Blogs | July 2014

Rachel Goodman's picture

New Study Shows Organic Crops Contain More Anti-oxidants/Fewer Pesticides

Consumers choose organic foods for many reasons- for example, because the food is produced in a way that is better for the environment. Now, a new comprehensive review of previous studies shows mounting evidence organic crops may also contain more anti-oxidants and fewer pesticide residues.  In a new study published today in the British Journal of Nutrition researchers at Newcastle University in England have found that organic crops overall contain 17% more key anti-oxidants than non-organically grown crops, while some classes of anti-oxidants known as flavinones, were found at a rate 69% higher. Anti-oxidants are components in fighting cancer and are thought to play a key role in preventing heart disease and neurodegenerative disease

Karen Adler's picture

Breeding “Organic Ready” Corn

Amidst the controversy over transgene (GMO) contamination—a growing concern for organic farmers, researchers, consumers, and advocates—plant breeder Frank Kutka has been working to develop an “organic ready” line of corn that will maintain its non-GMO integrity. Corn is one of the top three genetically modified crops, alongside cotton and soy. In 2014, 89 percent of the corn acreage in the U.S. is planted in herbicide-tolerant transgenic corn.
 
Kutka has just started his fourth year of an OFRF/Seed Matters-funded research project, Developing “Organic-Ready” Maize Populations with Gametophytic Incompatibility. Corn is wind pollinated and readily crosses with other varieties. However, this breeding work uses naturally occurring genes derived from popcorns and the ancient grain teosinte that create a screen against crossing with transgenic, or genetically modified (GMO) corn.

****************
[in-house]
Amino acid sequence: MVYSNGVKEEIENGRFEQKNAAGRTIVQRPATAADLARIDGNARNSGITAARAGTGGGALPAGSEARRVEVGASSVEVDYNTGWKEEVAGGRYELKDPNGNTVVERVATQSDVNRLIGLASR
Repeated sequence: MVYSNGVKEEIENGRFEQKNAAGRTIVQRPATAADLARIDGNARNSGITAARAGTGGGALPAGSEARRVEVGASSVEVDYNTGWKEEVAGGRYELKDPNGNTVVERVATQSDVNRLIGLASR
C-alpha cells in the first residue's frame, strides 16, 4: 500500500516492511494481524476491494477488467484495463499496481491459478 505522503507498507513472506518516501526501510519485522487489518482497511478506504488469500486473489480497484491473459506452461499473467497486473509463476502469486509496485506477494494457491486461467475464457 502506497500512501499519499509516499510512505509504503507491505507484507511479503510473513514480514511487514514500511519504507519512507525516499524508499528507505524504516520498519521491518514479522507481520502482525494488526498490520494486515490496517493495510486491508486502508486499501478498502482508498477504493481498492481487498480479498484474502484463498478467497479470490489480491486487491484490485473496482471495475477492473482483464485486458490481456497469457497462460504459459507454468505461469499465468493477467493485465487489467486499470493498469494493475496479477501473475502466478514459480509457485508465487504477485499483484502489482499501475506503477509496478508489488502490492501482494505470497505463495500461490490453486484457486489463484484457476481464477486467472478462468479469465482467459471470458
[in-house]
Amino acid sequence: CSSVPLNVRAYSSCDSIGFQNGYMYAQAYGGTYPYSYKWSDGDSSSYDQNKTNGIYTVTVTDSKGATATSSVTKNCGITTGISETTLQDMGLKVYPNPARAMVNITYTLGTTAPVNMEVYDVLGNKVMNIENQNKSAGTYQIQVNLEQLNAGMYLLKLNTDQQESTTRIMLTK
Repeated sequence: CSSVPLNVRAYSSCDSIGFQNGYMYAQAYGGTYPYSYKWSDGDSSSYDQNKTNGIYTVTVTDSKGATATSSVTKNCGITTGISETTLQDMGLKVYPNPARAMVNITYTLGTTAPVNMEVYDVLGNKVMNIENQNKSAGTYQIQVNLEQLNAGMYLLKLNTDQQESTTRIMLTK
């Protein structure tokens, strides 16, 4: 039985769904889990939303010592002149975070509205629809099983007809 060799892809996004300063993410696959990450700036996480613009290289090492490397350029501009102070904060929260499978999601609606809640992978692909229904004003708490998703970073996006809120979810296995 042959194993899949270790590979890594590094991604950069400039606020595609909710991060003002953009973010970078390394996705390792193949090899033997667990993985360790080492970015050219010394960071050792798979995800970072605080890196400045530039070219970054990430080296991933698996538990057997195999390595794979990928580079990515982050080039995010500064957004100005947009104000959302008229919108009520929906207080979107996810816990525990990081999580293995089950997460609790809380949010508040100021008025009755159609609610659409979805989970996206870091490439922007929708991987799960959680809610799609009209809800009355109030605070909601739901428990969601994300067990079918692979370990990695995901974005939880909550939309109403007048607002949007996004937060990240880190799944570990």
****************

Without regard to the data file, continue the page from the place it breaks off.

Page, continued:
Organic Seed Survey Seeks Input from Certified Organic Crop Producers

OFRF invites your participation in a national seed survey conducted by our friends at the Organic Seed Alliance, an organization we are proud to support in numerous endeavors, including the recently published set of four manuals to help farmers breed the seed they need, as well as the Organic Participa

Soils on Organic Farms Could Reverse Effects of Climate Change

From our friends at the Rodale Institute comes a new study titled “Regenerative Organic Agriculture and Climate Change.”  The study investigates how farming systems affect greenhouse gas emission, and shows the benefits of organic agriculture in slowing and even slowing climate change. Key to that process is how organic farmers manage their soil.  The study concludes that greenhouse gas emissions could be reduced by 40 percent if all current cropland was managed organically.